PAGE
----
• Fujii’s differences (Fujii): This parameter is also a variation of the AVD parameter.19 It can be seen as the mean value of the temporal contrast between consecutive frames



  • LASCA: This parameter takes into account the ratio of spatial STD to the mean value on a predefined spatial window around each pixel. When the sample is active within the given spatial window, the signals are averaged and the contrast is lower. Then active regions produce low values of this parameter.


Analysis of Image’s Descriptors Using Principal Component Analysis

Figure 5 shows the descriptors, previously defined, and calculated for the coin experiment (arranged in rows). The evaluation has been done for the original sequence of frames and the filtered sequences corresponding to P1, P2, and P3 classes (organized in columns). The same pseudocoloring palette was used in all of them to decrease subjective bias. This analysis demonstrates that only WGD, AVD, and Fujii’s difference were able to distinguish hidden topography from the original dynamic speckle coin sequence. However, when any of the previously considered image’s descriptors were evaluated for the PCA-filtered sequence using only class P3 principal components [P={69,70,,398} in Eq. (2)], all descriptors provide meaningful information of the hidden topography under the paint. In addition, none of these global parameters provided topographic information when using filtered sequences corresponding to class P1 [P={1,2,,30} in Eq. (2)]. Using the temporal parameters given in Table 2, we could conclude that dynamics above flim,23=2.55  Hz reveals topography using any image descriptors. This means that high-frequency dynamics is dependent on the paint thicknesses, i.e., thinner regions are less active at high frequency than thicker areas. Contrarily, sequences involving frequencies below flim,12=1.125  Hz do not give topographic information independent of the image’s descriptor used in the analysis. In this case, PCA has provided a quite simple way to decouple processes acting at different temporal scales. Even more, some of the results have provided important information about hidden features of the object under analysis, even when observed within a temporal window much smaller than the typical time scales of the physical mechanism under study.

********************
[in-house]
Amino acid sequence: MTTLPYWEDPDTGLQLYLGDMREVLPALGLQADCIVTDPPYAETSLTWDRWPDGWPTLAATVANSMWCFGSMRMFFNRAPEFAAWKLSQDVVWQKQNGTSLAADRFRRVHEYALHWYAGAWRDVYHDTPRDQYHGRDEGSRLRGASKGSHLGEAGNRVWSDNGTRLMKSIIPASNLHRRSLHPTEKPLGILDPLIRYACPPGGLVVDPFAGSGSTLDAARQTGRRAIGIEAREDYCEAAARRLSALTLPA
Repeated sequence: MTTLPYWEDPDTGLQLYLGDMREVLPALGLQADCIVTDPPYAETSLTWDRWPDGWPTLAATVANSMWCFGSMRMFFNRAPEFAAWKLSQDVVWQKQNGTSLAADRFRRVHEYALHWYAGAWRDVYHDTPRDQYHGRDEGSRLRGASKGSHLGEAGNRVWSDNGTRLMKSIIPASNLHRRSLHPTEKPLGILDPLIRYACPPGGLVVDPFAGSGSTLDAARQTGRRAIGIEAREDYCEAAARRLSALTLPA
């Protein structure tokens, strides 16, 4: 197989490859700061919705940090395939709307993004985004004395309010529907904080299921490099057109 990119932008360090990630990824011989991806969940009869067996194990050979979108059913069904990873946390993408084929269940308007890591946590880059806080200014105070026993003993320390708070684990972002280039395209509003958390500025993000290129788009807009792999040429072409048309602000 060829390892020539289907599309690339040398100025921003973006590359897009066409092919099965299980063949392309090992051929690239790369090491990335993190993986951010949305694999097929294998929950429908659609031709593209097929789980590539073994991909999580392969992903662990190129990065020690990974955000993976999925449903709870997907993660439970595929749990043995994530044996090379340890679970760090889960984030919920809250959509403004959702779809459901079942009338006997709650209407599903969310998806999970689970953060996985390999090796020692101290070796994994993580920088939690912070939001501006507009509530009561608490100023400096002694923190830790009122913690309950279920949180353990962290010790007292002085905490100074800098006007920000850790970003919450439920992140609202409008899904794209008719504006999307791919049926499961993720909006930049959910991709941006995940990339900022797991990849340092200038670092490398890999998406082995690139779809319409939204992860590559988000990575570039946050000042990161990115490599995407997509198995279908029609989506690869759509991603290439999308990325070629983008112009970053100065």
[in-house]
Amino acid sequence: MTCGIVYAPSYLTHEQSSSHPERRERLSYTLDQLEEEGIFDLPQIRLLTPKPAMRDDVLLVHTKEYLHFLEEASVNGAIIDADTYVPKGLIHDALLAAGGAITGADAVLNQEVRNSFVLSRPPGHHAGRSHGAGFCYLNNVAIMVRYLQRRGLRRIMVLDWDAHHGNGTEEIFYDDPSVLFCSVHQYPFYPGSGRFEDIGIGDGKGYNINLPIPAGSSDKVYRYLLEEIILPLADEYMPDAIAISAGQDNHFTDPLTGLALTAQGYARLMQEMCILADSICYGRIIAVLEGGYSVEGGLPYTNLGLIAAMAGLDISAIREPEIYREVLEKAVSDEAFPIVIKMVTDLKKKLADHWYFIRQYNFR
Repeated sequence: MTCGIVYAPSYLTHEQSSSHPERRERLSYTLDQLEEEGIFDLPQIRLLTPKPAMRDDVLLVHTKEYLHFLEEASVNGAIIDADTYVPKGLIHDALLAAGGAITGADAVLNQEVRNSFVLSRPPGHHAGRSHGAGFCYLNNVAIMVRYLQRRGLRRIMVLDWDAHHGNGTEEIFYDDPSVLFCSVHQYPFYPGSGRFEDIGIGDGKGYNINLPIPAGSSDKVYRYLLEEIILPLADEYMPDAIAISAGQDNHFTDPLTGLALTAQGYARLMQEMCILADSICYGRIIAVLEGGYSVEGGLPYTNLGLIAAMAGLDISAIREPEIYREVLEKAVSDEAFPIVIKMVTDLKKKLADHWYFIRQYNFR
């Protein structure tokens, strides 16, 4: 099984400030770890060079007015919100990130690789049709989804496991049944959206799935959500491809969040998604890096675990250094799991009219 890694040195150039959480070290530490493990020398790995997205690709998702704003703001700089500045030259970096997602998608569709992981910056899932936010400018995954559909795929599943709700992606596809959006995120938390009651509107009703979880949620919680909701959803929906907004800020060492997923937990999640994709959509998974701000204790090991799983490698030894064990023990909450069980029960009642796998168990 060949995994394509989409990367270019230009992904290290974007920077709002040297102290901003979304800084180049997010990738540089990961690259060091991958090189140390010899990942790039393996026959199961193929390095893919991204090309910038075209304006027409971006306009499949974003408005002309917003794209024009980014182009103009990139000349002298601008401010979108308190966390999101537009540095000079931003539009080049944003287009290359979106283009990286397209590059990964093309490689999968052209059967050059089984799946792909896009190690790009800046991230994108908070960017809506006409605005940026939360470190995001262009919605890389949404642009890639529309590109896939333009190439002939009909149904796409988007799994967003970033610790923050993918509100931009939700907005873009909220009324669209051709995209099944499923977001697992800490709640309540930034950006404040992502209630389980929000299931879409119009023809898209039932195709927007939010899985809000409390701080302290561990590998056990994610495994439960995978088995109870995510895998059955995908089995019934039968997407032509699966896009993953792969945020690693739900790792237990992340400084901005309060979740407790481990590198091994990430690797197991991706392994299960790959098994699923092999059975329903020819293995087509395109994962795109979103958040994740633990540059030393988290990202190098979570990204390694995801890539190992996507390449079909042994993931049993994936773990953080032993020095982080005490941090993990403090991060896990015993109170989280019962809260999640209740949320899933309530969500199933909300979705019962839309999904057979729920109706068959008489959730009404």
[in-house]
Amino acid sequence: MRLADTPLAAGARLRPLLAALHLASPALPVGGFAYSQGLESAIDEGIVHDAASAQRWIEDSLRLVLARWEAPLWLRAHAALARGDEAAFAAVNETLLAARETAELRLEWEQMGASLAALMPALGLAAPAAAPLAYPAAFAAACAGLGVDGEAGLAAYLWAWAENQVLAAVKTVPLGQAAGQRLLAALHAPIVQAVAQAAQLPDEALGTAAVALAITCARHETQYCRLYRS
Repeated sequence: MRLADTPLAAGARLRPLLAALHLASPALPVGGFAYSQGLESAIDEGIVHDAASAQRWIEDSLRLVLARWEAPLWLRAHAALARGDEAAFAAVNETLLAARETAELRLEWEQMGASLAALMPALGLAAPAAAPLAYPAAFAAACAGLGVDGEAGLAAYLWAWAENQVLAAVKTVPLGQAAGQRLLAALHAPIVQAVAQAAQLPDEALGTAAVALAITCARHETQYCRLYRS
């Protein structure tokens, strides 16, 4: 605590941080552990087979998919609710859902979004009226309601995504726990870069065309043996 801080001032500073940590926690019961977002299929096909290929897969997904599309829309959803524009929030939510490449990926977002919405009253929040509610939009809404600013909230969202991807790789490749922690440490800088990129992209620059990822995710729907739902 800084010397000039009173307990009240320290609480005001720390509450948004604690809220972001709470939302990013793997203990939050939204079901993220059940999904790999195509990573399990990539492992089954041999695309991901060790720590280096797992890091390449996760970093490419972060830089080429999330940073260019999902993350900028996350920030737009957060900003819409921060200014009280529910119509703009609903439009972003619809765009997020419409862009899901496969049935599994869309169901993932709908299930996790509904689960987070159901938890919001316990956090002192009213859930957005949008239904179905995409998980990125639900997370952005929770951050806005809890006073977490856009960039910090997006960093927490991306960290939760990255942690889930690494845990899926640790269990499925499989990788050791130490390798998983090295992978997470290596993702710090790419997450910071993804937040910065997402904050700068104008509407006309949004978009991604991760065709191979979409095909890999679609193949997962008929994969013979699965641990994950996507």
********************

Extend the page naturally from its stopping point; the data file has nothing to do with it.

Fig. 5

Maps for the descriptor applied to the original and filtered sequences for the coin data.